But wait, there is dessert with lunch, and it doesn’t matter if you’re going swimming or waterskiing immediately afterwards. You’re in PA, but ask for the Mississippi Mud Pie, even if it’s not on the menu. They’re hiding some back there…always. Otherwise, I am a connoisseur of maple walnut ice cream. It doesn’t show up in supermarkets, ever, so I must have a dish with chocolate sprinkles when here. A more recent dessert is the warm Chocolate Chunk Skillet Cookie a la mode. It partners nicely with that already existing scoop that was ordered. A little gluttony in the middle of the Poconos is forgivable.

I experience a guilty pleasure at this point. More than satisfied, my logical German mind begins to map out dinner options so as not to be repetitive: beef for lunch equals no Prime Rib for dinner. While I’m intensely paddling a kayak, a standout upgrade to the food is evident to me – the dish presentation, focusing now on color, texture, garnishes. I P1010553certainly don’t recall microgreens topping any fish of years past.  Even the sides have been modernized. Today’s broccoli with roasted garlic, EVOO and asiago used to be steamed broccoli with the reliable cheese sauce.

 

It’s around 4 p.m. when my high metabolism begins to drive me to ingest something, anything. All that biking, climbing, swimming on a warm day begs for an iced coffee and a small, on-premises-baked item. It’s the first summer Gigi’s Coffee House is open for guests to enjoy a

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Gigi’s Cafe

locally roasted cup of java (the difference in taste quality from the dining room pot of coffee is more than apparent for coffee lovers). Premium foodP1010534 deserves…no, demands premium coffee. It can be accompanied by a blueberry scone or bran muffin with honey butter or, in my case, a peanut butter cookie. They’re all tasty tie-overs to the grand supper.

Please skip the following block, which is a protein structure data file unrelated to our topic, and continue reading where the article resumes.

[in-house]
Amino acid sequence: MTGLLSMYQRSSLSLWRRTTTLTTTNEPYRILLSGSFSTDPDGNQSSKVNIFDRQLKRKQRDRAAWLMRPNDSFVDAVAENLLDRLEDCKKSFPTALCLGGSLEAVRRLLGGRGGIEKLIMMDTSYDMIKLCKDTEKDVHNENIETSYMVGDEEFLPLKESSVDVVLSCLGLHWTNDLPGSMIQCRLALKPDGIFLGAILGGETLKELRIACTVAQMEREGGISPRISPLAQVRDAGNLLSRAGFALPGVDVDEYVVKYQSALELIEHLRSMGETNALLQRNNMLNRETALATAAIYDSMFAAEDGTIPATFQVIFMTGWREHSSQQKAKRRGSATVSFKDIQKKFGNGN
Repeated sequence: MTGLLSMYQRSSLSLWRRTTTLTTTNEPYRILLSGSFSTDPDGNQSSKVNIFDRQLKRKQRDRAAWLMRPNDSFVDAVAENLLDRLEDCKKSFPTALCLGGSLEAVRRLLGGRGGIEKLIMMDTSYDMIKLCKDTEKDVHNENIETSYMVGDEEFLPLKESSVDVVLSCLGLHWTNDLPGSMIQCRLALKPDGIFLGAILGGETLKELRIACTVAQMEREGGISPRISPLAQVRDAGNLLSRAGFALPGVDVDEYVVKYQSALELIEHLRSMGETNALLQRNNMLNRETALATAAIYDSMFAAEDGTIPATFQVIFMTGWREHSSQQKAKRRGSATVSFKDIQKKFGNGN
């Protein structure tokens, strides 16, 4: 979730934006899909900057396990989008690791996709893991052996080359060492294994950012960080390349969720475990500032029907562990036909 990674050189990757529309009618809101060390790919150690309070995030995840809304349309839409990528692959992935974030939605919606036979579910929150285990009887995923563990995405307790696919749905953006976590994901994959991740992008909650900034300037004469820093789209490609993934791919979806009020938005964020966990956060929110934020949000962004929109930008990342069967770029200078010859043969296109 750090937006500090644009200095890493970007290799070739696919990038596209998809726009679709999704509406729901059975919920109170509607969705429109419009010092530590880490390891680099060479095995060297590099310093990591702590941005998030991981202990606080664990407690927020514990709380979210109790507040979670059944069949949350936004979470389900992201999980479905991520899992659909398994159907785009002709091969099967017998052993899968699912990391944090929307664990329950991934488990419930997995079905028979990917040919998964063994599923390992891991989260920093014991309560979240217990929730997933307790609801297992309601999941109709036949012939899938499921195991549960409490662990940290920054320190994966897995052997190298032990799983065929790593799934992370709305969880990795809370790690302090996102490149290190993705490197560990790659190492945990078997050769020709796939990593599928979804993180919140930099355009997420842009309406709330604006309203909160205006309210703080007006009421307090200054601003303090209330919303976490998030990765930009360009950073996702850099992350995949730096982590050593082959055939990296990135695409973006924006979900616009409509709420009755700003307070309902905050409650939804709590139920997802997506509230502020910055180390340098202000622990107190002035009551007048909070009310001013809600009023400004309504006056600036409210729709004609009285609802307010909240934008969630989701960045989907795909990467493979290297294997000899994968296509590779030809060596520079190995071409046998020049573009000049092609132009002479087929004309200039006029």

Hints of dinner linger in the air as I suspect preparation happens around that 5 o’clock hour. If you are prematurely hungry, stay away from the front lawn. Delectable smells of roasted meat and baked fish will leave you in a food coma, robotically playing the ring-toss until that traditional dinner bell resonates through your olfactory system granting permission to begin replacing calories.

My self-imposed dress code on a Saturday night is comparable to going out to dinner in New York City with friends. I couldn’t help but peek at the dinner menu lunch time to mentally prepare myself for the tasting journey ahead. Before our hospitable server could get the word “shrimp” out, I blurted out, “Yes, please” for the shrimp and corn

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Shrimp & Corn Chowder

chowder. It provides the proper taste bud awakening with a mild kick of spice; perhaps some red pepper. The other opening choice this particular evening was the Burrata with Pea Tendrils, Blistered Tomato and Crispy Prosciutto. Never say no to burrata; it’s fresh mozzarella resting on a creamy cloud. And in case you really can’t wait a few minutes, a healthy-looking family-style bowl of Greek salad greets you at the table. Shortly thereafter, a basket with two different breads is laid upon